Rho GTPase activity modulates Pseudomonas aeruginosa internalization by epithelial cells

Authors

  • B. I. Kazmierczak,

    1. Department of Medicine, University of California,
      San Francisco, USA.
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  • T. S. Jou,

    1. Department of Internal Medicine, National Taiwan University Hospital, and College of Medicine, National Taiwan University, Taipei, Taiwan.
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  • K. Mostov,

    1. Department of Anatomy, University of California, San Francisco, USA.
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  • J. N. Engel

    Corresponding author
    1. Department of Medicine, University of California,
      San Francisco, USA.
    2. Department of Microbiology and Immunology, University of California, San Francisco, USA.
      *For correspondence at Department of Medicine Box 0654, University of California, San Francisco, CA 94143-0654, USA. E-mail jengel@medicine.ucsf.edu; Tel. (+1) 415 476 7355; Fax (+1) 415 476 9364.
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*For correspondence at Department of Medicine Box 0654, University of California, San Francisco, CA 94143-0654, USA. E-mail jengel@medicine.ucsf.edu; Tel. (+1) 415 476 7355; Fax (+1) 415 476 9364.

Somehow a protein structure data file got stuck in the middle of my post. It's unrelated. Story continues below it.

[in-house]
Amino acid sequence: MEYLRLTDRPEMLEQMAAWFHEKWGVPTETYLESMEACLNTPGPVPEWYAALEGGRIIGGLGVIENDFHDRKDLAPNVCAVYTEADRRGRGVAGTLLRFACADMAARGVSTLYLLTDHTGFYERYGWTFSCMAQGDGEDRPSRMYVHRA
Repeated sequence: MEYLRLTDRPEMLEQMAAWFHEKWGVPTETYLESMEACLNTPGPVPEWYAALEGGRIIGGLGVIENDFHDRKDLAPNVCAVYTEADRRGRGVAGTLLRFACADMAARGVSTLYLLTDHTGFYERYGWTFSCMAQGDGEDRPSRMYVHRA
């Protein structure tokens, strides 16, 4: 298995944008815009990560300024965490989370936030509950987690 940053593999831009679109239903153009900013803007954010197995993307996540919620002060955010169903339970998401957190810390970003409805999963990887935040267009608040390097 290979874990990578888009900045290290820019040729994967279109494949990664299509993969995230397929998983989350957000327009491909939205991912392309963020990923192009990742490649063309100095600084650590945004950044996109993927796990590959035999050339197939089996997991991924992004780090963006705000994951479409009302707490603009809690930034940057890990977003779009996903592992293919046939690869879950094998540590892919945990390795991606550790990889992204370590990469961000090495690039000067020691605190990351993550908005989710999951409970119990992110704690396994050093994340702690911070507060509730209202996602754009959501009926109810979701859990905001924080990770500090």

Abstract

The Gram-negative pathogen Pseudomonas aeruginosa invades epithelial cells in vivo and in vitro. We have examined the pathway(s) by which epithelial cells internalize P. aeruginosa strain PA103 using Madin-Darby canine kidney (MDCK) cells. We have recently demonstrated that P. aeruginosa internalization occurs by an actin-dependent Toxin B-inhibited pathway which becomes downregulated as epithelial cells become polarized, suggesting that one or more of the Rho family GTPases is involved in bacterial internalization. Here, we demonstrate that activation of the Rho family GTPases by cytotoxic necrotizing factor 1 (CNF-1) stimulates P. aeruginosa internalization. Examination of the roles of the individual Rho family GTPases in internalization shows that expression of a constitutively active allele of RhoA (RhoAV14), but not of constitutively active Rac1 (Rac1V12) or Cdc42 (Cdc42V12), is sufficient to increase uptake of PA103pscJ. This relative increase persists when bacterial infection is established at the basolateral surface of polarized cells, suggesting that the effect of RhoAV14 is not simply due to its known ability to disrupt tight junction integrity in polarized cells. RhoAV14-mediated stimulation of bacterial uptake is actin dependent as it is abrogated by exposure to latrunculin A. We also find that endogenous Rho GTP levels in epithelial cells are increased by infection with an internalized strain of P. aeruginosa; conversely, a poorly internalized isogenic strain expressing the bacterial anti-internalization protein ExoT causes decreased Rho GTP levels. Experimental inhibition of Rho, either by expressing dominant negative RhoAN19 or by inhibiting native Rho using a membrane permeable fusion construct of a Rho-specific inhibitor, C3 ADP-ribosyltransferase, does not inhibit PA103pscJ internalization in MDCK or HeLa cells. Models consistent with these data are presented.

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